Treasury unit the New Zealand Debt Management Office (NZDMO), which manages the Government's debt, says it has borrowed NZ$2.5 billion today through its first issue of inflation indexed bonds in 13 years.
A spokeswoman for the NZDMO told interest.co.nz, that as far as staff at the NZDMO were aware, it's the biggest single deal the government's debt manager has ever done, topping previous $NZ1 billion bond tenders.
The bond issue was the first one of an inflation-indexed New Zealand Government bond with a maturity date of September 20, 2025. The NZDMO said it sold NZ$2.5 billion of the 2% coupon bond at a real yield of 1.96%. It said the issue was heavily oversubscribed with more than NZ$4 billion worth of bids received.
"We are very pleased to have completed this transaction. It represents a successful return to the New Zealand dollar inflation market. We expect that the inflation-indexed bond market will continue to grow and that it will become a core part of the New Zealand Government’s funding programmes," NZDMO Treasurer Brendon Doyle said.
The bonds are New Zealand dollar bonds whose value is adjusted in line with movements in the Consumer Price Index. Coupon interest is payable quarterly in arrears on the capital value of the bonds. On the maturity date, the final payment of coupon interest and the final payment on maturity are made.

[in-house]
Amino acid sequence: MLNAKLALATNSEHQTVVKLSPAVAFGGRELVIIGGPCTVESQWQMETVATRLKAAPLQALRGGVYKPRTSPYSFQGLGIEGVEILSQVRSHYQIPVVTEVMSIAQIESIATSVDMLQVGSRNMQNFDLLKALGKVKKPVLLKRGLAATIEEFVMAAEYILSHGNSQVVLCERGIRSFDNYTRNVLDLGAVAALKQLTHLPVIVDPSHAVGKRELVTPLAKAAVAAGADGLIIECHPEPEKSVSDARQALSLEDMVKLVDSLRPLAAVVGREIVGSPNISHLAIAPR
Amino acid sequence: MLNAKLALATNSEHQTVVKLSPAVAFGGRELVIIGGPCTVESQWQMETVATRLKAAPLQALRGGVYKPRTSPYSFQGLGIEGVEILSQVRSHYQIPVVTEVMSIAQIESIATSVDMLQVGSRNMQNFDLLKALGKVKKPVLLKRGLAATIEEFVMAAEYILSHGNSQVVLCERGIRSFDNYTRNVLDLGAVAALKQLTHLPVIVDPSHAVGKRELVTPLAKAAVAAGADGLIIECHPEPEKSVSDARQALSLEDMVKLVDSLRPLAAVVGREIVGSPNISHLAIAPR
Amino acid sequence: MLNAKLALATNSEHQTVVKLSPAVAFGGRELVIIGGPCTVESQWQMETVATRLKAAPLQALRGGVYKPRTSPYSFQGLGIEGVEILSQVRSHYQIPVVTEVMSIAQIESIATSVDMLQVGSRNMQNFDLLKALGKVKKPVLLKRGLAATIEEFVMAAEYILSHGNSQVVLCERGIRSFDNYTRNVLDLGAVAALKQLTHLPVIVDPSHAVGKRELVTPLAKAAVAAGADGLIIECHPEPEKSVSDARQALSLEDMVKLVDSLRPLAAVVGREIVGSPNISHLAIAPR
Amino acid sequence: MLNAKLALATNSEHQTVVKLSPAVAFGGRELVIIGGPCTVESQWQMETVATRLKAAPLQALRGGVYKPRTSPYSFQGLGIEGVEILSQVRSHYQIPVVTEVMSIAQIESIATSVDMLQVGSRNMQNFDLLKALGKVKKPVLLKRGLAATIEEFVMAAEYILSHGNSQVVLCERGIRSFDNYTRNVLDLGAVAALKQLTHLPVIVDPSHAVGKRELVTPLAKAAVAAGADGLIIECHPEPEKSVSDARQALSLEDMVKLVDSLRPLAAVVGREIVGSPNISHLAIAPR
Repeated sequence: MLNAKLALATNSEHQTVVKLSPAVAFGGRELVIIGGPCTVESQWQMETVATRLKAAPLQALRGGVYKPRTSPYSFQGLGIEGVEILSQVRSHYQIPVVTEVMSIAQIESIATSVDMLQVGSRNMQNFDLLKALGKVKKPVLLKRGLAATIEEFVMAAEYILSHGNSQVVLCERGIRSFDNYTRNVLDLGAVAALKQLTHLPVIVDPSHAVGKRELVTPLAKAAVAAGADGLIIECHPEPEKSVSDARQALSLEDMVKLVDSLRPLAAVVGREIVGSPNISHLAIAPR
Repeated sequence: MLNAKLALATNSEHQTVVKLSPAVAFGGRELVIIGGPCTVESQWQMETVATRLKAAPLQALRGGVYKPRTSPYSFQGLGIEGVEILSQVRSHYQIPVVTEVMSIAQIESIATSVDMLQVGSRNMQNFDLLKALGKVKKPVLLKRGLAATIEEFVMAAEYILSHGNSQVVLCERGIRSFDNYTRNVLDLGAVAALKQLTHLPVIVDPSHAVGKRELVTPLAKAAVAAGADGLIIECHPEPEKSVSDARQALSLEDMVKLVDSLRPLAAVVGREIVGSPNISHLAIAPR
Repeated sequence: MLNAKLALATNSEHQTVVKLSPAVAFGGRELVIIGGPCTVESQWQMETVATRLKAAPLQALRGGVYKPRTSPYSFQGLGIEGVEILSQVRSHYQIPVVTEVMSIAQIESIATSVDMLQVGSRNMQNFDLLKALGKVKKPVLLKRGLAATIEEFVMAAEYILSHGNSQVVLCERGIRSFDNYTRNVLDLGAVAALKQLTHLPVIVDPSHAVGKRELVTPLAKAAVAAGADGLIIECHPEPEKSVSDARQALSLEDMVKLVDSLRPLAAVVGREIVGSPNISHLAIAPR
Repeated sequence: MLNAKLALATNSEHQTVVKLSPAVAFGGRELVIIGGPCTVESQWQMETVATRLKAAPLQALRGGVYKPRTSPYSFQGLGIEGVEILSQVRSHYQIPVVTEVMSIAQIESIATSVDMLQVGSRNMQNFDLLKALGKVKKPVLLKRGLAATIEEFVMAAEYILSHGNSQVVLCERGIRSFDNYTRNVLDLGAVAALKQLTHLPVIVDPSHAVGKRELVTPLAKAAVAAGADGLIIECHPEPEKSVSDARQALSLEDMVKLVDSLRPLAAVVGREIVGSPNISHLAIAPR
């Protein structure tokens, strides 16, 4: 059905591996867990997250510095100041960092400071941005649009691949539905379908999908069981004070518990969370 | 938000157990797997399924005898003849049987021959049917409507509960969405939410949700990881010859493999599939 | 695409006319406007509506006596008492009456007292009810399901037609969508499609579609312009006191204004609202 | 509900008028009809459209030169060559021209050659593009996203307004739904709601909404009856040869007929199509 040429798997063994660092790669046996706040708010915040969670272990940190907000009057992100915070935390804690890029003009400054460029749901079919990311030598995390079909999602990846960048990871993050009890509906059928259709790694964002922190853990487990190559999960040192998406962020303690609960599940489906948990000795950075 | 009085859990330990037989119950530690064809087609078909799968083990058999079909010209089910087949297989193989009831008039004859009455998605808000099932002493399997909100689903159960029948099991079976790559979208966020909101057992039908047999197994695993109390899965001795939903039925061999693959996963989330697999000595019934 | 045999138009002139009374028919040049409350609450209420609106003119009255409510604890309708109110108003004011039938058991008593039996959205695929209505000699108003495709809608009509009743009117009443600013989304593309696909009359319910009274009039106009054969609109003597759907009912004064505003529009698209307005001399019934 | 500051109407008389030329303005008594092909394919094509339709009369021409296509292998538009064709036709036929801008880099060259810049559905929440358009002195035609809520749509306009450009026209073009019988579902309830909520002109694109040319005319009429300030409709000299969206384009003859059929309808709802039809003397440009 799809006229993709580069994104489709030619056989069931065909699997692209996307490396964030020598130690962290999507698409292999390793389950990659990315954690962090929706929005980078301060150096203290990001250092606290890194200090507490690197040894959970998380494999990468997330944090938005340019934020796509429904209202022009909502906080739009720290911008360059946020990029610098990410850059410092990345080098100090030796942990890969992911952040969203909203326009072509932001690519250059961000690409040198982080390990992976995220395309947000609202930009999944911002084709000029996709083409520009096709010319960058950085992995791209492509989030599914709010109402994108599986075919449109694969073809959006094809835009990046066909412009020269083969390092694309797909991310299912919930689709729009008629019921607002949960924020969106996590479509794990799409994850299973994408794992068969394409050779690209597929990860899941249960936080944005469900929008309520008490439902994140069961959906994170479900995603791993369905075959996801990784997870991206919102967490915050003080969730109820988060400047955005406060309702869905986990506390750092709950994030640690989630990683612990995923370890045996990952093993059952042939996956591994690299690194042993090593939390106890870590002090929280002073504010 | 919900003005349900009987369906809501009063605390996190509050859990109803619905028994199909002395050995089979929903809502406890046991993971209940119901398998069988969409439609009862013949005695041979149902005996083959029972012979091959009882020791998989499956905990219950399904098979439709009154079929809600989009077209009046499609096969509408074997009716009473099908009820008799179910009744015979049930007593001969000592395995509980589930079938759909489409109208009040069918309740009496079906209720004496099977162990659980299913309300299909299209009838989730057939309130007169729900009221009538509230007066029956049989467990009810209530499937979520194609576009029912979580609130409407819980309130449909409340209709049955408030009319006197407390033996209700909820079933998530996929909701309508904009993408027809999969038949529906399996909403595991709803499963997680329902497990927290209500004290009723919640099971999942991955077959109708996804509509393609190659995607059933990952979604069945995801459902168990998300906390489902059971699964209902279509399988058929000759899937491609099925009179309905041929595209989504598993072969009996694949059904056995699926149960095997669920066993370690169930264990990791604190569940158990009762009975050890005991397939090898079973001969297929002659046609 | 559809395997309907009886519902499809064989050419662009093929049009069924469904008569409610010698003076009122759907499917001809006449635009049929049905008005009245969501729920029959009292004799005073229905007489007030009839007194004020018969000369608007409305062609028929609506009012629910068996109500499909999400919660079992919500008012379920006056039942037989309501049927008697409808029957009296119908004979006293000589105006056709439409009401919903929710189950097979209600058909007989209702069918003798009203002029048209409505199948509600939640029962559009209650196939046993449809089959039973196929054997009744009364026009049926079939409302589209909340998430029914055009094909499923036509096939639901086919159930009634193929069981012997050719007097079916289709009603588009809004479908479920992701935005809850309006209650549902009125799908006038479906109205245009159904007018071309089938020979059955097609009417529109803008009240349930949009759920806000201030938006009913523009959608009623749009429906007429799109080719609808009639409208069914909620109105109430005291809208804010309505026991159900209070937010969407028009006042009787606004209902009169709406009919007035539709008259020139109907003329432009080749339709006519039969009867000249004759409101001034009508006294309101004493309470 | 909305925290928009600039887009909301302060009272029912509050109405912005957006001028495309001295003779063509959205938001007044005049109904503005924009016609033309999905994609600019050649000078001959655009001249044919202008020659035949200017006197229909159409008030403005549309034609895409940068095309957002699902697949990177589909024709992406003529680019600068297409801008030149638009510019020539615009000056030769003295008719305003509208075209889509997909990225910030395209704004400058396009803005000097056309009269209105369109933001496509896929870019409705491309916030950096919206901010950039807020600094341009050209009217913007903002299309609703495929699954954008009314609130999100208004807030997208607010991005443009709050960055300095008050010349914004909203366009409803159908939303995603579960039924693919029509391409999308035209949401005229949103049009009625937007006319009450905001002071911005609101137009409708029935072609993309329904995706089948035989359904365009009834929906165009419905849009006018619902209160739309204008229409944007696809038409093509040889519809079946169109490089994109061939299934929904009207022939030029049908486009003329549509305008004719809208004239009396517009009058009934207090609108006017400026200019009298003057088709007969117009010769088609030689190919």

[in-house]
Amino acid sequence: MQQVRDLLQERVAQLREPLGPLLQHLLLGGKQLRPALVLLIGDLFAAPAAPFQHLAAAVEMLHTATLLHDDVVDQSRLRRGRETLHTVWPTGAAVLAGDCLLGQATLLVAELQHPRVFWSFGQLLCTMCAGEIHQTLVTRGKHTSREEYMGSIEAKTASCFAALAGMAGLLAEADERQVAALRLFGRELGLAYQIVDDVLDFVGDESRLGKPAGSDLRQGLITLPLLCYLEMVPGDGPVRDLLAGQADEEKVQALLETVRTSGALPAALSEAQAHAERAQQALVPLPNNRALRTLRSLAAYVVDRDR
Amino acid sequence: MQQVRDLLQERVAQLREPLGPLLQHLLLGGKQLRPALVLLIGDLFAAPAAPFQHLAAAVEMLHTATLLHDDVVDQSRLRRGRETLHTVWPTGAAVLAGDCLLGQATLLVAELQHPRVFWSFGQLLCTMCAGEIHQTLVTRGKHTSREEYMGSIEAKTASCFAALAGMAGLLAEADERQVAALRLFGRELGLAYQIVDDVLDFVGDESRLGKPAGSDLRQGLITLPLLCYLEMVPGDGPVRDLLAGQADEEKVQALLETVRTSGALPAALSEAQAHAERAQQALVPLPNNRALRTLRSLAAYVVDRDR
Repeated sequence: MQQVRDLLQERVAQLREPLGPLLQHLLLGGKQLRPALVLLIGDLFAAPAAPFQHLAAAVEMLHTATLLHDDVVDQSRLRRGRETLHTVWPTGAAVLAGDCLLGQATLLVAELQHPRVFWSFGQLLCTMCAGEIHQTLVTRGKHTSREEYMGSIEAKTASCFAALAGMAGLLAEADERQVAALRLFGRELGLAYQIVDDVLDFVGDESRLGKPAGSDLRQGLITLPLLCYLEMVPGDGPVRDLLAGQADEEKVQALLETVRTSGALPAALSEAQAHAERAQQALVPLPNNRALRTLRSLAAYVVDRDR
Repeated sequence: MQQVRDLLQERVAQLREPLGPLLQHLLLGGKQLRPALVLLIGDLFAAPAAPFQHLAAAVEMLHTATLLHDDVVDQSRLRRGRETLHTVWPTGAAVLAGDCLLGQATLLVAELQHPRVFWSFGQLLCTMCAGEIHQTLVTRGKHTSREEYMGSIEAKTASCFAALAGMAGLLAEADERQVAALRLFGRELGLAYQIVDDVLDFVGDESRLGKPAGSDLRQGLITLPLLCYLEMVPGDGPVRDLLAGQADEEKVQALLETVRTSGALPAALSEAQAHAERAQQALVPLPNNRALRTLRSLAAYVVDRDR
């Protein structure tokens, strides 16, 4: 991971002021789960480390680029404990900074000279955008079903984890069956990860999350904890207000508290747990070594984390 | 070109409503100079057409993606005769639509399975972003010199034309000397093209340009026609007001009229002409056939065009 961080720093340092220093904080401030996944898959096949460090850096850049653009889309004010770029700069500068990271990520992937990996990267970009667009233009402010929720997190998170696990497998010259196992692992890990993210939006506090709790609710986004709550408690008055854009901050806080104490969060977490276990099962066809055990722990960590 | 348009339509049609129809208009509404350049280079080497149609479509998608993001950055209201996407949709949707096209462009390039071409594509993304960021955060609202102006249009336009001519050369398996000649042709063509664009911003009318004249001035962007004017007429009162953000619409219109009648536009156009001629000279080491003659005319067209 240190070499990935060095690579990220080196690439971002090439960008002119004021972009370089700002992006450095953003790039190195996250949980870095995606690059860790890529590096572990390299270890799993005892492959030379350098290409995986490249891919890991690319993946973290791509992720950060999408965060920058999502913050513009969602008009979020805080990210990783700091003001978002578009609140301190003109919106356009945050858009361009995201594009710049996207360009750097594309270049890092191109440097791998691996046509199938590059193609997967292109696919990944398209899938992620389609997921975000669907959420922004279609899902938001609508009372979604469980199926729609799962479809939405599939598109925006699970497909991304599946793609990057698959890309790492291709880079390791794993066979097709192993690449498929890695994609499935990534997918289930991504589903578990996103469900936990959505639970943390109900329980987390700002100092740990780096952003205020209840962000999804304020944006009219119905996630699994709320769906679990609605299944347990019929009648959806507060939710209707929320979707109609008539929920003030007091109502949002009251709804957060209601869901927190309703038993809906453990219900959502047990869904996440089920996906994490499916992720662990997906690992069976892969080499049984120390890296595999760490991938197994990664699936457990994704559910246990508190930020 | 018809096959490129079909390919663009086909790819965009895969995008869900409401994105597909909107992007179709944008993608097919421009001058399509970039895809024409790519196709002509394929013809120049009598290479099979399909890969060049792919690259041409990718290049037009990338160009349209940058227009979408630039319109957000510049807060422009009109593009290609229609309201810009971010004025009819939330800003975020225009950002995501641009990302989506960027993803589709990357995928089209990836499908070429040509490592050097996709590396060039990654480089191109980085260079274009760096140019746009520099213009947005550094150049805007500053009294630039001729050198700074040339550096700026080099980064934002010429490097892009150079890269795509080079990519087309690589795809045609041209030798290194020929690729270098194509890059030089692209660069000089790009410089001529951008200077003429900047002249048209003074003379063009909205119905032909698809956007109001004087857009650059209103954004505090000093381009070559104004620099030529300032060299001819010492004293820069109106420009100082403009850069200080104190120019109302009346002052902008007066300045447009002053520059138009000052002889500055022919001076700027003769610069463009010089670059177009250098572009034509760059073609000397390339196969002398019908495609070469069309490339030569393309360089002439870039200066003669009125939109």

It's the first issue of inflation-indexed bonds by the New Zealand Government since 1999. The deal was managed by a syndicate of banks including ANZ, Deutsche Bank AG New Zealand Branch, and UBS AG, Australia Branch. HSBC and the Royal Bank of Scotland, Australia Branch, were co-managers. The syndicate was reappointed this year after previously being engaged from September 10, 2010 until June 30, 2011 when no inflation indexed bonds were actually issued.
Doyle said the NZDMO planned to continue primary issuance of 2025 inflation-indexed bonds with a tender programme starting next February. See more from the NZDMO on the inflation indexed bonds here.
Finance Minister Bill English issued a statement saying strong demand for the inflation bonds was a vote of confidence in New Zealand at a time when many other countries were dealing with deep-seated economic and financial problems.
“This will help us to continue borrowing at competitive market interest rates, so that we minimise the Government’s borrowing costs at a time when its finances are tight," said English.
“For that to happen, it is essential that the Government maintains its responsible management of the economy and its own finances.”
(Update adds comments from Bill English).